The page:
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Game Title: Megaton Rainfall
Company: Pentadimensional Games
Platform: Nintendo Switch
Availability: Digital Download
Battery Life: 3 – 3.5 hours
Download: 694 MB

Have you ever wanted to play a game where you fly around like Superman? No, I’m not talking about Superman 64, but it does relate to today’s review. Some people obviously have wanted a good flying Superman game since 64 didn’t do the hero any favors.

One of the newer Nintendo Switch titles does just that. Originally a VR title, it puts players in the shoes of a super-hero who is the offspring of a non-human entity, can fly around the world at record speed, shoot heat beams, and protect the world from invaders. Sounds a lot like Superman, right?

Get your Hero Suit ready, because this is my review of Megaton Rainfall for the Nintendo Switch!

Story

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Megaton Rainfall puts you in the shoes of an entity that was once human, but has since been made into a supernatural being and hero to humanity. In Earth’s time of crisis upon being attacked by alien invaders, you’re tasked with defending humanity along with searching the cosmos for the special objects that grant the invaders their power.

The story is pretty light in the game, but what is there is very intriguing. There’s a lot of “Why are we here?” content along with some philosophical things to ponder. Having those alongside an incredibly-shocking final chapter and ending, I was interested and intrigued by the game from start to finish.

Gameplay

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Megaton is a first-person Superman Simulator. You spend the game flying at supersonic speeds as you travel through a huge open world environment and shoot down alien spaceships that threaten the Earth.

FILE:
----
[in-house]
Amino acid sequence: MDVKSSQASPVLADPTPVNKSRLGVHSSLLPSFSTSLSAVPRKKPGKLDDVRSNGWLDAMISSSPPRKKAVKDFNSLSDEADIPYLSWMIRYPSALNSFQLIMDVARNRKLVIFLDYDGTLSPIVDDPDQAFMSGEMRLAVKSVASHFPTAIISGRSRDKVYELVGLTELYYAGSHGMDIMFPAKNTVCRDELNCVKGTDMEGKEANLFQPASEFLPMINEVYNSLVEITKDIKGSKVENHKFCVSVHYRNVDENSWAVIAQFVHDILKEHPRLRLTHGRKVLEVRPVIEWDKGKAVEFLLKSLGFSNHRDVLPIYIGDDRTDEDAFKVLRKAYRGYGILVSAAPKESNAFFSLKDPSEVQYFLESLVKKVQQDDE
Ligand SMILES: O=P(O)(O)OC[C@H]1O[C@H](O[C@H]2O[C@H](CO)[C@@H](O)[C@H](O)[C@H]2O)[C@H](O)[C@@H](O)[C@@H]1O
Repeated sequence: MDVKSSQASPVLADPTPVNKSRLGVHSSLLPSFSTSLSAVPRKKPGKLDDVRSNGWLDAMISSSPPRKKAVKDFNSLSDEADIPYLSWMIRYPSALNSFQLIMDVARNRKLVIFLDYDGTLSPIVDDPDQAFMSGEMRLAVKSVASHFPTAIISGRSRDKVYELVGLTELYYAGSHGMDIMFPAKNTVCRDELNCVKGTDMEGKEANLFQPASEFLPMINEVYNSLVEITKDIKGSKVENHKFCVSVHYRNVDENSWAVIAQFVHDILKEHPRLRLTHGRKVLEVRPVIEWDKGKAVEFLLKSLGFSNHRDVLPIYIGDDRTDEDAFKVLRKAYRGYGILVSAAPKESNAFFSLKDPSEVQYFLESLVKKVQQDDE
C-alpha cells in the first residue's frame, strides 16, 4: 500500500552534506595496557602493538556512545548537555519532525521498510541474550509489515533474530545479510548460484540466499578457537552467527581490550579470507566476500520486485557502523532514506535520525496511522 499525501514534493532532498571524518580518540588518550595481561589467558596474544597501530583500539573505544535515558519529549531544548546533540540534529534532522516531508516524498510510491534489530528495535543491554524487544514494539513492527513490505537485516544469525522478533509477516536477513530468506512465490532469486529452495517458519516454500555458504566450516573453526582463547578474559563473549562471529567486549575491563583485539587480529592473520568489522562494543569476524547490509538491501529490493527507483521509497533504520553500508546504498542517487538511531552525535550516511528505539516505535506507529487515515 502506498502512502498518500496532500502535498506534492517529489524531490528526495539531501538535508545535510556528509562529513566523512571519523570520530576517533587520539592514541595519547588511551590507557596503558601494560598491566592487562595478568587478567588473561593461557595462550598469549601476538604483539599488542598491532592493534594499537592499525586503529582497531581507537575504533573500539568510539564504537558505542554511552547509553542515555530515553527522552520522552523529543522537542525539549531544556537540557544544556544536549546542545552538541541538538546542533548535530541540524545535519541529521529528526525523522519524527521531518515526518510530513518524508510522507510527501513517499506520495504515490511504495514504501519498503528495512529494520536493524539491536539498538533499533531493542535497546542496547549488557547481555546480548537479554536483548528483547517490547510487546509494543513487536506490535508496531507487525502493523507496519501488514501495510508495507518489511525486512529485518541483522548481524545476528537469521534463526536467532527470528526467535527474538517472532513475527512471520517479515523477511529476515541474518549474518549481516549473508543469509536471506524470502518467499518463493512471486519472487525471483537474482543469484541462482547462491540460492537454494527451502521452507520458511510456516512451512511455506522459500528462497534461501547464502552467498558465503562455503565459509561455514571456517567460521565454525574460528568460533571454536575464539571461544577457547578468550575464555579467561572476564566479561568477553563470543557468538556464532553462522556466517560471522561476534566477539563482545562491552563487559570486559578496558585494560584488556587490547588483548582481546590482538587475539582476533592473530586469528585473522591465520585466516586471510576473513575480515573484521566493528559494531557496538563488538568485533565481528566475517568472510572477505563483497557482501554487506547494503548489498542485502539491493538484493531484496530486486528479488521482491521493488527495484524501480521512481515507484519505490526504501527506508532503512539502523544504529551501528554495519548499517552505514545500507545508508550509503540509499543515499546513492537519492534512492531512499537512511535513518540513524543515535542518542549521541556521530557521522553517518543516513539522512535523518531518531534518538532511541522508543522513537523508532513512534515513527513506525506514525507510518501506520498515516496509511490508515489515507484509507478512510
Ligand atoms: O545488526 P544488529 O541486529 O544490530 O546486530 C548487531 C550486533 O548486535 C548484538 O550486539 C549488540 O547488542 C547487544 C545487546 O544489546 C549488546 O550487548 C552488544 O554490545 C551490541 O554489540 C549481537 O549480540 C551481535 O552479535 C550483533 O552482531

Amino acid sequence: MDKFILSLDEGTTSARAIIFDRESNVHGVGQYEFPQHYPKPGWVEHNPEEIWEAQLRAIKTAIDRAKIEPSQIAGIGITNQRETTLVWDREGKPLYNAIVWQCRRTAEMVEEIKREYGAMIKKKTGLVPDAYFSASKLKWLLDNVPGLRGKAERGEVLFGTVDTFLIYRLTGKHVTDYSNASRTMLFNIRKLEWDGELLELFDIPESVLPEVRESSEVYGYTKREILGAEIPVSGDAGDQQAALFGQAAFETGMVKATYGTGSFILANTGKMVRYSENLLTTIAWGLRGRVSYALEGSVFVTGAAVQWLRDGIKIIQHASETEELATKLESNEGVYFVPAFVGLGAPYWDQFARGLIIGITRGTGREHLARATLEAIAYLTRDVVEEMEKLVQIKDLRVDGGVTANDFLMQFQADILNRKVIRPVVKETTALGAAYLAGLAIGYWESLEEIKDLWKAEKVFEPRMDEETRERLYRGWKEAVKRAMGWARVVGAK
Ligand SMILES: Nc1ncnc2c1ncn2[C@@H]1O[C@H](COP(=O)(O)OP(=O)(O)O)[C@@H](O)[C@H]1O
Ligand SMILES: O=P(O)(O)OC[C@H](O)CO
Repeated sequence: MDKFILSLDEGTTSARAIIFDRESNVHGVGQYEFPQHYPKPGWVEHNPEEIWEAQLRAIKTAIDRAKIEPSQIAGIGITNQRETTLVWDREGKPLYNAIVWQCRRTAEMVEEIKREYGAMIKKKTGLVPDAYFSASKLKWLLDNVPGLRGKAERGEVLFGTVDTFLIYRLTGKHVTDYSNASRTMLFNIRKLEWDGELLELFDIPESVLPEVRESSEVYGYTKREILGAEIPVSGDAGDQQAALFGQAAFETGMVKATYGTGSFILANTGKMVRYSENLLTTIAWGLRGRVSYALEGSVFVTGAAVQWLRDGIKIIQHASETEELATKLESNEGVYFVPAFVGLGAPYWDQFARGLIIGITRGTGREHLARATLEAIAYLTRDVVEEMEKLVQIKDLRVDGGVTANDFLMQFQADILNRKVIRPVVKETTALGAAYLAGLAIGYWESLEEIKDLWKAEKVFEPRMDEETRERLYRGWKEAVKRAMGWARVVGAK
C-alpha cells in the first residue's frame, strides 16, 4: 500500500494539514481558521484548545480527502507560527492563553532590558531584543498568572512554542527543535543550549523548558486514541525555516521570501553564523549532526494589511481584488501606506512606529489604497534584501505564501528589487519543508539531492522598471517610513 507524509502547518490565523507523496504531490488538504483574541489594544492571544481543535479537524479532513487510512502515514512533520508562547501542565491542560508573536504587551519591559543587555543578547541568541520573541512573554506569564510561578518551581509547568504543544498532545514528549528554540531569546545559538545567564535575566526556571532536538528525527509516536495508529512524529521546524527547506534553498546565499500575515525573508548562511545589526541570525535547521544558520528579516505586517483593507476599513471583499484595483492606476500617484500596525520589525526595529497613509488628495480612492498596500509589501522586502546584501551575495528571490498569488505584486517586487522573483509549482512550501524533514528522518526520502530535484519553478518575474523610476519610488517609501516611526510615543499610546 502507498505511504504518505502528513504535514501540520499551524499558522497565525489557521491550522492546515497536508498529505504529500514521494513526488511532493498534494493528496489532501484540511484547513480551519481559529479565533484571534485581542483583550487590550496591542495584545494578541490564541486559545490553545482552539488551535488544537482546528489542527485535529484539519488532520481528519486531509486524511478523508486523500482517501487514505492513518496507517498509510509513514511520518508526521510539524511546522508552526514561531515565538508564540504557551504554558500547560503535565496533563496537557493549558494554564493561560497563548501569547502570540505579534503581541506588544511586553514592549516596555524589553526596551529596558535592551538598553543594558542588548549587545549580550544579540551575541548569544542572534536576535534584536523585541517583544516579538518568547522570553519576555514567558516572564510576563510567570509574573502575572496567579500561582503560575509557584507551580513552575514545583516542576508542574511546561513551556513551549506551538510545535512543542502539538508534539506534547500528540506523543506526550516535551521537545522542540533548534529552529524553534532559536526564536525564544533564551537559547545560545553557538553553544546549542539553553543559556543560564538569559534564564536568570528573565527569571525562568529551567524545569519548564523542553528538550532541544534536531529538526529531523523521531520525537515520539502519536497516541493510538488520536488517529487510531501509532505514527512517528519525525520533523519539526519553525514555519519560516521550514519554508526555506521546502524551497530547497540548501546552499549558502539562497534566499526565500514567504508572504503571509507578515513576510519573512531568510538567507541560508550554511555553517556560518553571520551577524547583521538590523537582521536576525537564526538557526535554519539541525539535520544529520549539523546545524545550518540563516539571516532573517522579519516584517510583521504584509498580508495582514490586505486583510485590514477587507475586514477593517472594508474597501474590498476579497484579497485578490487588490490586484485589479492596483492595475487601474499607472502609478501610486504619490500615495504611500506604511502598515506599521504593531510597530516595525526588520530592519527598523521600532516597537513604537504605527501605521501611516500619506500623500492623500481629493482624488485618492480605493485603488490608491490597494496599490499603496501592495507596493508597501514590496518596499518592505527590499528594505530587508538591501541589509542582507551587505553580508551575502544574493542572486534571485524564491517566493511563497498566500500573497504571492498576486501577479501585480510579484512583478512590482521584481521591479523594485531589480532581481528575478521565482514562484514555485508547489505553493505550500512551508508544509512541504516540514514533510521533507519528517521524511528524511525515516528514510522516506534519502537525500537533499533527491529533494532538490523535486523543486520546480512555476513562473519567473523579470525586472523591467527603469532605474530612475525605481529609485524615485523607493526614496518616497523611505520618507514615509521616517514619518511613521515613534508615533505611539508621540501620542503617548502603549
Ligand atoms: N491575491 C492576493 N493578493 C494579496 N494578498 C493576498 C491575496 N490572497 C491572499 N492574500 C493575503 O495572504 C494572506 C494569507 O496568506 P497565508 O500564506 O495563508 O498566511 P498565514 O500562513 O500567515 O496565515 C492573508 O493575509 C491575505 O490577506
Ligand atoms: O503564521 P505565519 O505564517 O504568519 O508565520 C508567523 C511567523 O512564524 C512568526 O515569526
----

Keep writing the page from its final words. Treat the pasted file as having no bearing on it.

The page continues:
Progress in this game is through 9 missions you play through, each of which has you flying around a city, protecting the citizens of Earth from alien invaders and rewards you with new powers. You’ll be flying your way all across the earth as they attack cities and fighting them off with a variety of superhero abilities you collect across the game, like Heat Beams, Energy Blasts, and the ability to stop time.

This makes the game feel like a huge power-trip because you’re indestructible and the aliens are not. No matter what you do, the aliens cannot hurt you, even if you jump right into a massive death laser. Instead, the difficulty of the game comes from humanity, whom are just as fragile as they are in any other sci-fi work of media.

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As such, you can’t let Megaton Rainfall become Megaton Man of Steel. Your health bar in this game is on Human Casualties and that can be caused by aliens as well as by you. Miss a shot with your heat beam and you just melted a skyscraper full of office workers. The game even has an extensive environment-destruction system so you see dramatic explosions and buildings crumbling whenever a hit gets through.

And as much fun as it may be to “accidentally” miss firing a nuke-tier blast that ends up leveling a city, there’s a ton of strategy in minimizing collateral damage to avoid resets. When you get further into the game, you’ll be overwhelmed at some points so any time you miss and hit a building, it costs you a lot of health.

And the funny thing about the strategy is how you defeat enemies. Almost every enemy has a weak spot on it that must be struck for a one-hit kill. Of course, many of them require you to aim down at them to do this, meaning that any miss will be instant collateral damage. There’s a trick to all enemies, but the game definitely makes you be very careful.